“I want to tell then people that Mr. Niazi was here. He was the first commanding officer of (slain) president Ziaur Rahman. First commander is like a father. So, the other officers of a battalion are like his (commander’s) sons and the officers’ wives are like his daughters,” he said.
The retired officer, who was decorated for his valour during the war, now heads the minor Liberal Democratic Party which is a strong backer of the opposition Bangladesh Nationalist Party (BNP).
Zia rewarded the coup leaders by posting them abroad in Bangladesh missions and killed freedom fighter officers in the army by hatching conspiracies. They were replaced by repatriated officers from Pakistan as many of whom had strong allegiance to Islamabad.
One army major, sacked by Bangabandhu for collaborating with the Pakistani army and died few years back, celebrated the 15 August 1975 coup and told friends “Now (General) Zia will make Bangladesh a confederation of Pakistan.”
The officer maintained the slain general always maintained close contacts with Islamabad and the confederation plan was to “thwart Indian hegemony and control over Bangladesh given by their agent (Bangabandhu Sheikh) Mujib.”
Soon after he was freed from the Agartala conspiracy case, at least one Bengali officer in active service in the Pakistan army met Bangabandhu secretly with the help of a retired senior officer at Road 32, Dhanmondi Bangabandhu Bhaban. Bangabandhu asked this officer to sensitise Bengali service men about the political situation surrounding the rights of Bengalis and struggle underway in East Pakistan. He could see the possible need of a military action one day and had told that officer Bengali servicemen needed to be ready as they might be called in need to help alongside the political negotiations.
That officer – Lt. Col. M. Abdul Qadir of the Corps of Engineers – was martyred in the 1971 Liberation War of Bangladesh.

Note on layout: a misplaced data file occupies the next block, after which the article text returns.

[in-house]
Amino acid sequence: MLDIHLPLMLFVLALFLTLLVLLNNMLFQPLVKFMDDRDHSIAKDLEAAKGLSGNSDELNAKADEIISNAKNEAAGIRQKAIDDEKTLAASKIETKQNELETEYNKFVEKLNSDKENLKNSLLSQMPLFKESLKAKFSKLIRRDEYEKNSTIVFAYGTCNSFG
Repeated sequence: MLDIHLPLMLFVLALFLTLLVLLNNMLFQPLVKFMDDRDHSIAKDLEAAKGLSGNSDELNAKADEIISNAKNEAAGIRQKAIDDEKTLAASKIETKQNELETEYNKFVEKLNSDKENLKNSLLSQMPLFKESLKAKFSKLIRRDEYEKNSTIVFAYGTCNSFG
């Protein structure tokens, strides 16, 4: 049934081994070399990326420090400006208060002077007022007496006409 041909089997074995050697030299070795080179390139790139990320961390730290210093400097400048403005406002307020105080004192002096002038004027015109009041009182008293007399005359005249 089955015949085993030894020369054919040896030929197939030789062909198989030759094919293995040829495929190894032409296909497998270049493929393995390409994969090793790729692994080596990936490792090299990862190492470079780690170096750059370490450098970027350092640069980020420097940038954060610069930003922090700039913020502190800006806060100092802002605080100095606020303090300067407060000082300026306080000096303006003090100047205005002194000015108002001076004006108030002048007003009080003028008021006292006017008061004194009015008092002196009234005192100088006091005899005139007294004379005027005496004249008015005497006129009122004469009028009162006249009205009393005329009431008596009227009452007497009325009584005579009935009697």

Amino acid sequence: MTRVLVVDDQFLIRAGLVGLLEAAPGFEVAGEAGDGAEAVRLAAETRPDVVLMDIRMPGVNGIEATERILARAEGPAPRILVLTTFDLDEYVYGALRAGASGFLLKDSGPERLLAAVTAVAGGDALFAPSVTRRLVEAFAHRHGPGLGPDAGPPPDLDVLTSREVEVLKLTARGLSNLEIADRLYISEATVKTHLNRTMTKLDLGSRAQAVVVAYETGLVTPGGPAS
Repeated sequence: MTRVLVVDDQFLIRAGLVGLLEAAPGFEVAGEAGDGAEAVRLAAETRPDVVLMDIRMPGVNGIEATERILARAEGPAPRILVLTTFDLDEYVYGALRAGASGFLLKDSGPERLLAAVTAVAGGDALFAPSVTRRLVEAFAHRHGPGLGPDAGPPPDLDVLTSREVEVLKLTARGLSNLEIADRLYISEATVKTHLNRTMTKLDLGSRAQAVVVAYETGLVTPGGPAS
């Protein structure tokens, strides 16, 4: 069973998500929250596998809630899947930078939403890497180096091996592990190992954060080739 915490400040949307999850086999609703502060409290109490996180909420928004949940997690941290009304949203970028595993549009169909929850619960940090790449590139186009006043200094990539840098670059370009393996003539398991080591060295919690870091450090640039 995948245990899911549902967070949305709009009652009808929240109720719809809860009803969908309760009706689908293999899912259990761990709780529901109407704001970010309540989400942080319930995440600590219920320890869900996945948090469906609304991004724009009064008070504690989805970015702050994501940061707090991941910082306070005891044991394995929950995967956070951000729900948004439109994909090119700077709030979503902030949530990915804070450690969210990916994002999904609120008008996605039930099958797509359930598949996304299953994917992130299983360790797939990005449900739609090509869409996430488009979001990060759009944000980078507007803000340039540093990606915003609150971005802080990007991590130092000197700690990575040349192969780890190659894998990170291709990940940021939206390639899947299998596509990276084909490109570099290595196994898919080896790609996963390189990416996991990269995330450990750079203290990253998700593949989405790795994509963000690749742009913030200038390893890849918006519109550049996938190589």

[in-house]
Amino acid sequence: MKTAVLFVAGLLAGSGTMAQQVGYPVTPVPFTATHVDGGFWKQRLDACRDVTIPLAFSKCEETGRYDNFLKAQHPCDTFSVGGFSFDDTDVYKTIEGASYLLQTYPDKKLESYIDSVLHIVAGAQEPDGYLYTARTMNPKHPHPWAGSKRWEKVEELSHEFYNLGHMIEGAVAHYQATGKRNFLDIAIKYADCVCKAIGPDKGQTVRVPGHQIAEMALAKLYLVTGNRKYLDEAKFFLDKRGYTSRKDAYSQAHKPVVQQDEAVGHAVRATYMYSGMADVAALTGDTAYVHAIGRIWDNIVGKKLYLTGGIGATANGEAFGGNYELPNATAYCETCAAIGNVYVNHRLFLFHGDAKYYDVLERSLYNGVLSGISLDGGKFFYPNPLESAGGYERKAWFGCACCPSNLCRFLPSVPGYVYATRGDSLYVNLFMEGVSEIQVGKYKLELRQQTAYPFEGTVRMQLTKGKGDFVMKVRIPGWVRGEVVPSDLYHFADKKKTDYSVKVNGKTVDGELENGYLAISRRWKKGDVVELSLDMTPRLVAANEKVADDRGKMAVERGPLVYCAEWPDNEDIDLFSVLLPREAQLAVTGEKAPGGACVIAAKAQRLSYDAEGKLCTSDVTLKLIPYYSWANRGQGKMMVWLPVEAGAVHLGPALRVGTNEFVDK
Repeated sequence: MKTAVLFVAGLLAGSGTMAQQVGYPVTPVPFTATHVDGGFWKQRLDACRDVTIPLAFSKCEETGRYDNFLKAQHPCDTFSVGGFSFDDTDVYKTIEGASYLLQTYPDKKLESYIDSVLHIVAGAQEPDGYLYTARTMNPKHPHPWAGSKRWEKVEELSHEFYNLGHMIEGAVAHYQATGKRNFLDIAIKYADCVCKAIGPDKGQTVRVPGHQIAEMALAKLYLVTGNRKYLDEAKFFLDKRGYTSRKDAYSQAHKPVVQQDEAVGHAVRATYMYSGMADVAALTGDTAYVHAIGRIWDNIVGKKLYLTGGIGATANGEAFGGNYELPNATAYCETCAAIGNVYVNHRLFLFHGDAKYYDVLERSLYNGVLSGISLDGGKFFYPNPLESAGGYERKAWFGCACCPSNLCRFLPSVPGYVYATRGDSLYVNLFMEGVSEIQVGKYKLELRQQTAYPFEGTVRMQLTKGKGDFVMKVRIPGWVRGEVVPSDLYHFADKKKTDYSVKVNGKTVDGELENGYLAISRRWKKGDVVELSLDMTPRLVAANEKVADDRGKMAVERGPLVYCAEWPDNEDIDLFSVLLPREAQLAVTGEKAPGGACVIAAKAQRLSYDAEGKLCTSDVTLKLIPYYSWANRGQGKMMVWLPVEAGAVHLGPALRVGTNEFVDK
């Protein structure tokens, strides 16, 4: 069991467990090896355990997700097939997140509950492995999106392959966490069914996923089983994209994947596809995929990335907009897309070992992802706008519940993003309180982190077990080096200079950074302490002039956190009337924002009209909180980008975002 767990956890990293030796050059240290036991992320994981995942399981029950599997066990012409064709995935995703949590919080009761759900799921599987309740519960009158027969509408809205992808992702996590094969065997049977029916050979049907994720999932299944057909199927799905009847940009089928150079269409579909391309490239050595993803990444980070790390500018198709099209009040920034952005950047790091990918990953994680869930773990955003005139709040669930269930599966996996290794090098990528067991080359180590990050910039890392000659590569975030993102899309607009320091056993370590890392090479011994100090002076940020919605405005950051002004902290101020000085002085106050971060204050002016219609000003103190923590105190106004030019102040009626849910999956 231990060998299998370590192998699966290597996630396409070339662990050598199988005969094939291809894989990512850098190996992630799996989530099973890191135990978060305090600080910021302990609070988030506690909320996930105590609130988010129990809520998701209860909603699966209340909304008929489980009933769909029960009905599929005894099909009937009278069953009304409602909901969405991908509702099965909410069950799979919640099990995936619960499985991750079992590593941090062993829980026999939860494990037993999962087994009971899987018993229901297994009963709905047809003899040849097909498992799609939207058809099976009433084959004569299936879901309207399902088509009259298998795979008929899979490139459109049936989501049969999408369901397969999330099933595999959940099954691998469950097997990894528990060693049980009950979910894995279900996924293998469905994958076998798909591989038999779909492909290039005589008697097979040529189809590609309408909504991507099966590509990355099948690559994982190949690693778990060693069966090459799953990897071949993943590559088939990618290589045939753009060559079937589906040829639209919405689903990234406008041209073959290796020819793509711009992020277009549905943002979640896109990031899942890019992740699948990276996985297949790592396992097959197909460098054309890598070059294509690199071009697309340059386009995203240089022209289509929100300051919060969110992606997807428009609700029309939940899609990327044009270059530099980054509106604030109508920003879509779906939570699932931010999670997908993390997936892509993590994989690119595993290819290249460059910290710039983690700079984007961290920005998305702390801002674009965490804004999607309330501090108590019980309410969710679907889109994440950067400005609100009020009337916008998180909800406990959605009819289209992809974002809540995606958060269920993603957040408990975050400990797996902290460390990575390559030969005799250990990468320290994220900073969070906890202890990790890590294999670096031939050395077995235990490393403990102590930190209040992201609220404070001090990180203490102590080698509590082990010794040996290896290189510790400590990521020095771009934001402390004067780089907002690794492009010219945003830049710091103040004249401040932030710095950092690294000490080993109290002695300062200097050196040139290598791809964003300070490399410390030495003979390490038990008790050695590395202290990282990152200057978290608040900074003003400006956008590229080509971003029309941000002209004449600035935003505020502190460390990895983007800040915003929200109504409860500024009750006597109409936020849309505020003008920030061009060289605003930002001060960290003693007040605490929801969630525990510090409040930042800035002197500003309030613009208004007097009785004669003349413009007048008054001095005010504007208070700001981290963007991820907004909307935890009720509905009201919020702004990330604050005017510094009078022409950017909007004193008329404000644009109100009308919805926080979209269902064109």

Bangabandhu in his 1974 speech to the first batch of army officers, who graduated from the Bangladesh Military Academy, said that he set up the academy to have quality soldiers to protect the country’s independence and sovereignty. “The academy will be further modernised as one of the best in the world.”
Bangabandhu said, “I wanted to set up a military academy in Bangladesh during Pakistan days, but could not – I feel proud now as the BMA has been set up.”
He got tanks, fighter aircrafts and other weapons from friendly countries mostly as “gifts” which were the first step towards building strong and professional armed forces. Many were sent abroad for training including his son Sheikh Jamal.
After coups and counter coups as well as in-fighting, the armed forces started to get a breath of fresh air with total professionalism under Prime Minister Sheikh Hasina, who also holds the defence portfolio.
The armed force is now a pride for Bangladesh with the red and green flag fluttering in many UN Peace Keeping missions and development works at home.
The writer is the Consulting Editor of Daily Sun.